Crews braced for 'roughest' WRC event in years at Rally Turkey

World Rally Championship crews are bracing themselves for this week's Rally Turkey being the roughest event in years, with many predicting chaos on Friday's opening day

Crews braced for 'roughest' WRC event in years at Rally Turkey

Turkey returns to the WRC for the first time in eight years, but moves from its previous base in Antalya and Istanbul to new roads on country's south coast.

But the pre-event recce has revealed the roughest stages in almost a decade of WRC competition.

Toyota's Jari-Matti Latvala, the most experienced driver in the championship, told Autosport that Friday morning's first stage proper - the 23.6-mile Cetibeli test - will be the toughest of the season.

"This is the roughest since the 2009 Acropolis," he said.

"We have rocks the size of footballs. But the difference from the Acropolis is that we had room on the road to avoid the things, here there's not so much room.

"The first stage there is 15 kilometres where the road has been built and they have taken the digger and built the road from breaking down the mountain - the rocks are big on the ground and there's no small, softer gravel on the surface. This will be tough and you need to be patient."

Latvala and co-driver Miikka Anttila have had to adjust their pace notes.

"Five kilometres into the first stage, Miikka will tell to me: 'Rough part starts' and then I take it steadier," Latvala explained.

WRC leader and shakedown pacesetter Thierry Neuville has made more use than ever of the word "cassant" in his notes.

"It means broken," the Belgian told Autosport. "I used it once maybe in Sardinia or Mexico, but here it's 10 times.

"It will be a hard rally, but these rough conditions, the ruts on the second run suit the i20; we can find good grip."

Running first on the road through the opening day, Neuville has accepted he will lose time and has dismissed the dust concerns of those following him.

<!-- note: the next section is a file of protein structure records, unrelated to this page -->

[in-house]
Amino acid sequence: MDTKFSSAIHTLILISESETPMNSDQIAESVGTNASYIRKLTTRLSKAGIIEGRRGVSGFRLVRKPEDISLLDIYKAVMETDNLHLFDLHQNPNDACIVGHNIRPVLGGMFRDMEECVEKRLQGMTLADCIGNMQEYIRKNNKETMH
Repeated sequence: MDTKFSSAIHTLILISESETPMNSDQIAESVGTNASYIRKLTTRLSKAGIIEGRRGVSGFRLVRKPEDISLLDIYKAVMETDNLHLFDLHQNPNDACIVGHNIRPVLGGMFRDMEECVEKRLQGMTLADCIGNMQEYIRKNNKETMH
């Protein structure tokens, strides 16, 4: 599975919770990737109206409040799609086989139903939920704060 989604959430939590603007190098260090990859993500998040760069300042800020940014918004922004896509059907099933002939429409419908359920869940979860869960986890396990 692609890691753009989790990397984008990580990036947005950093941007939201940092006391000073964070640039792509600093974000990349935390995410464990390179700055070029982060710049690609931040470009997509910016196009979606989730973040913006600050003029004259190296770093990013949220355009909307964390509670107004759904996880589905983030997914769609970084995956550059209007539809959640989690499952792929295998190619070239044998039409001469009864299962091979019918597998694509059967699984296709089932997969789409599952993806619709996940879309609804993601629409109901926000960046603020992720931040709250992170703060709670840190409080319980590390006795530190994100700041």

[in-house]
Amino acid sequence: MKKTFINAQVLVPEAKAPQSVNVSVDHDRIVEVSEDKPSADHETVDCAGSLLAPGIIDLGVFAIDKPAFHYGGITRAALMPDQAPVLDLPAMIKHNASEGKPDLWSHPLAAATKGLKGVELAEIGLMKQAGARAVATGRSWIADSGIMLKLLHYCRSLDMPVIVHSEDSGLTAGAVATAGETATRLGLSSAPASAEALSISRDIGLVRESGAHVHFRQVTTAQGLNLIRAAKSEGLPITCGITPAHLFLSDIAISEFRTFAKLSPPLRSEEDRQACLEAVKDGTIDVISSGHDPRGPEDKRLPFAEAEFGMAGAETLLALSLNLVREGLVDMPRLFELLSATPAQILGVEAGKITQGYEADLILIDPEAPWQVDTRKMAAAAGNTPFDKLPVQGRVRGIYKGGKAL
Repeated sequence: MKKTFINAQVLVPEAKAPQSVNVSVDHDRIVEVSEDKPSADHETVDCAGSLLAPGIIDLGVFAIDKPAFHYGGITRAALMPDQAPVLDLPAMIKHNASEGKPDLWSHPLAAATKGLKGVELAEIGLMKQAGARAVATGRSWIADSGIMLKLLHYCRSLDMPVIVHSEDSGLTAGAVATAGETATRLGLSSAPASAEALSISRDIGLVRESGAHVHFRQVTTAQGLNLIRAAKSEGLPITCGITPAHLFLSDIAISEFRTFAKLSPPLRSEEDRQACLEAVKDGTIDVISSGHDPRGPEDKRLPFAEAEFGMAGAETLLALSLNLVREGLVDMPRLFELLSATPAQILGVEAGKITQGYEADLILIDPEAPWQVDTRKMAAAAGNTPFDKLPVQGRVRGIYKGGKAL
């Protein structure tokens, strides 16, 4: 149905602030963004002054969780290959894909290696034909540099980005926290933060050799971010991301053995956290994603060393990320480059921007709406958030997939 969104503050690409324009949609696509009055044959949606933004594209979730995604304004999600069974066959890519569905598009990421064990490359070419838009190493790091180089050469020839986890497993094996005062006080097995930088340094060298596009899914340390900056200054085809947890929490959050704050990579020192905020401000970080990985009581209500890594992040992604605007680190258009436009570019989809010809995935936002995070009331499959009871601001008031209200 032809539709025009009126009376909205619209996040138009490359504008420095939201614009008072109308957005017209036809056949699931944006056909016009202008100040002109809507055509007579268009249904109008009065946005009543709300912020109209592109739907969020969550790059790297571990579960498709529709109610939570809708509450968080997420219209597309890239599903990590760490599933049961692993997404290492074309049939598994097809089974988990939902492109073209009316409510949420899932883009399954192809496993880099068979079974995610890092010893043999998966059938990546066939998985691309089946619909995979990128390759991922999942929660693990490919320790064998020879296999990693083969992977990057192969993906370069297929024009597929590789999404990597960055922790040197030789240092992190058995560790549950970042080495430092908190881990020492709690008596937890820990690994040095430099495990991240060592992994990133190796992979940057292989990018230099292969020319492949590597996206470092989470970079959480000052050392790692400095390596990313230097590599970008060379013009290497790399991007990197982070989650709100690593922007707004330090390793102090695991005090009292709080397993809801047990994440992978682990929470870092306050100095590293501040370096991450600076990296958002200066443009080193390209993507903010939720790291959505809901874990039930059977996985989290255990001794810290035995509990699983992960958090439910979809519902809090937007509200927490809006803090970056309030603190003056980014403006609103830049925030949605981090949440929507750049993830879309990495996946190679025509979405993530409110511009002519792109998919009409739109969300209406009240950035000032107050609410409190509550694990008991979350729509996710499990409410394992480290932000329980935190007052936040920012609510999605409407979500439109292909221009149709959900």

"There's a three-minute gap between the cars," he said. "If it was two, it could be tough, but three is enough. For me, it will be a disadvantage [running first]."

Neuville's Hyundai team-mate Hayden Paddon said luck would play a big part in the outcome of the first all-new event in the WRC since Bulgaria in 2010.

"There are so many big rocks out there," he said. "You're going to have to hold your tongue in the right way and drive over them. If it's your lucky weekend, it's your lucky weekend.

"It's definitely going to be a lottery this one.

"We will get a bit of a gain with the sweeping, but what we gain there we'll lose with the rocks being pulled out that we have to dodge - and some of those are going to be so big that you do have to drive around them. We're definitely talking about football-sized rocks.

On the up side, the speeds in the stages are reasonably low, so hopefully there will be the chance to avoid them. It'll definitely be the most challenging event of the year."

The rough conditions will be made more tricky by ambient temperatures in the mid-30s. The hot weather is expected to remain throughout the event, with the chance of isolated storm showers.

Rally Turkey starts with a superspecial through the streets of Marmaris on Thursday evening.

Win Dayinsure Wales Rally GB tickets and a unique passenger ride on a WRC stage - click here to enter

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Series WRC
Author David Evans
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